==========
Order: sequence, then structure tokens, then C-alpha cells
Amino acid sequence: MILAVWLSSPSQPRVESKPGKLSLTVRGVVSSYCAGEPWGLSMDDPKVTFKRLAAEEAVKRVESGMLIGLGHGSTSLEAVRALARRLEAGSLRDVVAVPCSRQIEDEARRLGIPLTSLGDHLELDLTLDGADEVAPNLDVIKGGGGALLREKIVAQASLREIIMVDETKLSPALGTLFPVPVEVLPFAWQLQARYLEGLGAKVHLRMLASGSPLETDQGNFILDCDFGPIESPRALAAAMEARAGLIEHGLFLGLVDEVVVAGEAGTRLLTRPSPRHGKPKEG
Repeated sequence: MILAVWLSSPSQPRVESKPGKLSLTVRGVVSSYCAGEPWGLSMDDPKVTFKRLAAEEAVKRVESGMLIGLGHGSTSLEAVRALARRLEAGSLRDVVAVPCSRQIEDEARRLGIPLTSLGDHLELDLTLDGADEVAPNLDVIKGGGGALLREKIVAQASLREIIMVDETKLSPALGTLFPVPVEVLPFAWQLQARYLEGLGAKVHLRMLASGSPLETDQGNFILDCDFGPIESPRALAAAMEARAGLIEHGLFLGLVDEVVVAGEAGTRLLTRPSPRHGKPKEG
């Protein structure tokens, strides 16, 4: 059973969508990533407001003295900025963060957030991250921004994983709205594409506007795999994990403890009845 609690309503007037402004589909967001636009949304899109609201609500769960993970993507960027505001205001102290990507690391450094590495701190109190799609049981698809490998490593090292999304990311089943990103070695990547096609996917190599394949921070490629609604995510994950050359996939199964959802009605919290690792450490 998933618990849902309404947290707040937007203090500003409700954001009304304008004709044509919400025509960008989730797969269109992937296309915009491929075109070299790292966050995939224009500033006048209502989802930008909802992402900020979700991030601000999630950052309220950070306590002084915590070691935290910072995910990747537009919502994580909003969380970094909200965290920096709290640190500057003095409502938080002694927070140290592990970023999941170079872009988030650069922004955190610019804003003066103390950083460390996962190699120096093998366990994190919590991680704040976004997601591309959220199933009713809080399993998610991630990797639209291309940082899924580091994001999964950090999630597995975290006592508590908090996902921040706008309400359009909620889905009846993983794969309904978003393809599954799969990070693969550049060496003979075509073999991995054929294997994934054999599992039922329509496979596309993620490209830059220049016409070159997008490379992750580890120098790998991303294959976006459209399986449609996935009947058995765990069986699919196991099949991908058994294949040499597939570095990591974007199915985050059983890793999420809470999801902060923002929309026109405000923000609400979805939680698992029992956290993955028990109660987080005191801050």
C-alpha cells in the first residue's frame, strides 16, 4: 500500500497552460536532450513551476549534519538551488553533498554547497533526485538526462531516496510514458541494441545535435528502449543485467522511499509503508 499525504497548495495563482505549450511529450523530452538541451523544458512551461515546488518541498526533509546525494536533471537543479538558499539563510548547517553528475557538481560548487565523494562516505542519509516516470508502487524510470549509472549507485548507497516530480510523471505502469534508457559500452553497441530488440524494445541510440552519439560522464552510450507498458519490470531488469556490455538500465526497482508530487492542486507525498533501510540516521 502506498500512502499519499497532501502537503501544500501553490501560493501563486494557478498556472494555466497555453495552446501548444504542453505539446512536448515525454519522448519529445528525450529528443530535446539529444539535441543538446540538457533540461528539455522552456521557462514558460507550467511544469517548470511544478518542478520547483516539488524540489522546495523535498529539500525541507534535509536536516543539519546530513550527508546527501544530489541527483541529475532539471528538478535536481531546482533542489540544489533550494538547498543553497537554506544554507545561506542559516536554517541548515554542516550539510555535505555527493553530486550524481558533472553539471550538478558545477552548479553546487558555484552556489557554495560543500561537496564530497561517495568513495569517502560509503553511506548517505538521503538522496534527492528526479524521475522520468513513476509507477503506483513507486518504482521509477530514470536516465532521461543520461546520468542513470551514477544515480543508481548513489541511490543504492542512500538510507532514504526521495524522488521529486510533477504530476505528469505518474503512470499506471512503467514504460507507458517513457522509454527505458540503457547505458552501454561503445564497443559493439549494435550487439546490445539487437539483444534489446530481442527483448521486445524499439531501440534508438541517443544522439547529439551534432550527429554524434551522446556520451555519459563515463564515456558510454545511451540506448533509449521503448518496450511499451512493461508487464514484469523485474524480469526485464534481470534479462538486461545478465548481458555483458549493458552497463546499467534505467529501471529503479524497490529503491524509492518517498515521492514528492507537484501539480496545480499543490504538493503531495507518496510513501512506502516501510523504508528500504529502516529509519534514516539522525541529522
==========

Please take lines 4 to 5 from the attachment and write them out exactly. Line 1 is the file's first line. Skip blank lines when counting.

């Protein structure tokens, strides 16, 4: 059973969508990533407001003295900025963060957030991250921004994983709205594409506007795999994990403890009845 609690309503007037402004589909967001636009949304899109609201609500769960993970993507960027505001205001102290990507690391450094590495701190109190799609049981698809490998490593090292999304990311089943990103070695990547096609996917190599394949921070490629609604995510994950050359996939199964959802009605919290690792450490 998933618990849902309404947290707040937007203090500003409700954001009304304008004709044509919400025509960008989730797969269109992937296309915009491929075109070299790292966050995939224009500033006048209502989802930008909802992402900020979700991030601000999630950052309220950070306590002084915590070691935290910072995910990747537009919502994580909003969380970094909200965290920096709290640190500057003095409502938080002694927070140290592990970023999941170079872009988030650069922004955190610019804003003066103390950083460390996962190699120096093998366990994190919590991680704040976004997601591309959220199933009713809080399993998610991630990797639209291309940082899924580091994001999964950090999630597995975290006592508590908090996902921040706008309400359009909620889905009846993983794969309904978003393809599954799969990070693969550049060496003979075509073999991995054929294997994934054999599992039922329509496979596309993620490209830059220049016409070159997008490379992750580890120098790998991303294959976006459209399986449609996935009947058995765990069986699919196991099949991908058994294949040499597939570095990591974007199915985050059983890793999420809470999801902060923002929309026109405000923000609400979805939680698992029992956290993955028990109660987080005191801050």
C-alpha cells in the first residue's frame, strides 16, 4: 500500500497552460536532450513551476549534519538551488553533498554547497533526485538526462531516496510514458541494441545535435528502449543485467522511499509503508 499525504497548495495563482505549450511529450523530452538541451523544458512551461515546488518541498526533509546525494536533471537543479538558499539563510548547517553528475557538481560548487565523494562516505542519509516516470508502487524510470549509472549507485548507497516530480510523471505502469534508457559500452553497441530488440524494445541510440552519439560522464552510450507498458519490470531488469556490455538500465526497482508530487492542486507525498533501510540516521 502506498500512502499519499497532501502537503501544500501553490501560493501563486494557478498556472494555466497555453495552446501548444504542453505539446512536448515525454519522448519529445528525450529528443530535446539529444539535441543538446540538457533540461528539455522552456521557462514558460507550467511544469517548470511544478518542478520547483516539488524540489522546495523535498529539500525541507534535509536536516543539519546530513550527508546527501544530489541527483541529475532539471528538478535536481531546482533542489540544489533550494538547498543553497537554506544554507545561506542559516536554517541548515554542516550539510555535505555527493553530486550524481558533472553539471550538478558545477552548479553546487558555484552556489557554495560543500561537496564530497561517495568513495569517502560509503553511506548517505538521503538522496534527492528526479524521475522520468513513476509507477503506483513507486518504482521509477530514470536516465532521461543520461546520468542513470551514477544515480543508481548513489541511490543504492542512500538510507532514504526521495524522488521529486510533477504530476505528469505518474503512470499506471512503467514504460507507458517513457522509454527505458540503457547505458552501454561503445564497443559493439549494435550487439546490445539487437539483444534489446530481442527483448521486445524499439531501440534508438541517443544522439547529439551534432550527429554524434551522446556520451555519459563515463564515456558510454545511451540506448533509449521503448518496450511499451512493461508487464514484469523485474524480469526485464534481470534479462538486461545478465548481458555483458549493458552497463546499467534505467529501471529503479524497490529503491524509492518517498515521492514528492507537484501539480496545480499543490504538493503531495507518496510513501512506502516501510523504508528500504529502516529509519534514516539522525541529522